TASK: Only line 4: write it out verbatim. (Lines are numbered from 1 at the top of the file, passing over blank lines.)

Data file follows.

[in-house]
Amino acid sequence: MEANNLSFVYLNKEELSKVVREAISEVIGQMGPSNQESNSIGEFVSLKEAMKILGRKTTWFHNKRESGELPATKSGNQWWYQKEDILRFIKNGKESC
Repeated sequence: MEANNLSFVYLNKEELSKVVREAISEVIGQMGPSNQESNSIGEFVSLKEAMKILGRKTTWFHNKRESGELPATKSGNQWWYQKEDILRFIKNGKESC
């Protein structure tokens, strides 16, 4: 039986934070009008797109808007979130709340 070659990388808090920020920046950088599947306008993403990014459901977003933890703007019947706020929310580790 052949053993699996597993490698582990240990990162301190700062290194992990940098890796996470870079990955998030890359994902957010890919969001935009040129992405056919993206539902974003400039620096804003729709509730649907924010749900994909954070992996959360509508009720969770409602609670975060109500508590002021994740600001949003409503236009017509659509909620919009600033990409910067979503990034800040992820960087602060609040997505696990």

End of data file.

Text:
């Protein structure tokens, strides 16, 4: 039986934070009008797109808007979130709340 070659990388808090920020920046950088599947306008993403990014459901977003933890703007019947706020929310580790 052949053993699996597993490698582990240990990162301190700062290194992990940098890796996470870079990955998030890359994902957010890919969001935009040129992405056919993206539902974003400039620096804003729709509730649907924010749900994909954070992996959360509508009720969770409602609670975060109500508590002021994740600001949003409503236009017509659509909620919009600033990409910067979503990034800040992820960087602060609040997505696990």